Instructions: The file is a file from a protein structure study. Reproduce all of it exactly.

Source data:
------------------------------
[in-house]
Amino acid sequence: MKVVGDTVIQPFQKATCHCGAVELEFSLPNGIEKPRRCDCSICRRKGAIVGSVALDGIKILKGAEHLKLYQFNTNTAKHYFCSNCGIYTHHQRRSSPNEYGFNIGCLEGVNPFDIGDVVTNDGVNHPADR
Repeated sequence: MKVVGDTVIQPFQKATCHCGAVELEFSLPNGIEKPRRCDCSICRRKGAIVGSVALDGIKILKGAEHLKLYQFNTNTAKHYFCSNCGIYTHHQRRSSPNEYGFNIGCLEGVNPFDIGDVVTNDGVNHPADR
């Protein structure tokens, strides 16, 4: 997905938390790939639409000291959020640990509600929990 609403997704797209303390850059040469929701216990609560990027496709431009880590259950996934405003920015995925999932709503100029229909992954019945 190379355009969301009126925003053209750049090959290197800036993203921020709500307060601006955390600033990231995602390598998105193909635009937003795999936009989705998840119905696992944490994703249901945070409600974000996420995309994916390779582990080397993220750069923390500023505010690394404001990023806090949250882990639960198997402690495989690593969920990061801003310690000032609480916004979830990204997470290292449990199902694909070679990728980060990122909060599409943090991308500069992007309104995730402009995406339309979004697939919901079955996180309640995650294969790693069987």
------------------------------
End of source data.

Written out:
[in-house]
Amino acid sequence: MKVVGDTVIQPFQKATCHCGAVELEFSLPNGIEKPRRCDCSICRRKGAIVGSVALDGIKILKGAEHLKLYQFNTNTAKHYFCSNCGIYTHHQRRSSPNEYGFNIGCLEGVNPFDIGDVVTNDGVNHPADR
Repeated sequence: MKVVGDTVIQPFQKATCHCGAVELEFSLPNGIEKPRRCDCSICRRKGAIVGSVALDGIKILKGAEHLKLYQFNTNTAKHYFCSNCGIYTHHQRRSSPNEYGFNIGCLEGVNPFDIGDVVTNDGVNHPADR
């Protein structure tokens, strides 16, 4: 997905938390790939639409000291959020640990509600929990 609403997704797209303390850059040469929701216990609560990027496709431009880590259950996934405003920015995925999932709503100029229909992954019945 190379355009969301009126925003053209750049090959290197800036993203921020709500307060601006955390600033990231995602390598998105193909635009937003795999936009989705998840119905696992944490994703249901945070409600974000996420995309994916390779582990080397993220750069923390500023505010690394404001990023806090949250882990639960198997402690495989690593969920990061801003310690000032609480916004979830990204997470290292449990199902694909070679990728980060990122909060599409943090991308500069992007309104995730402009995406339309979004697939919901079955996180309640995650294969790693069987």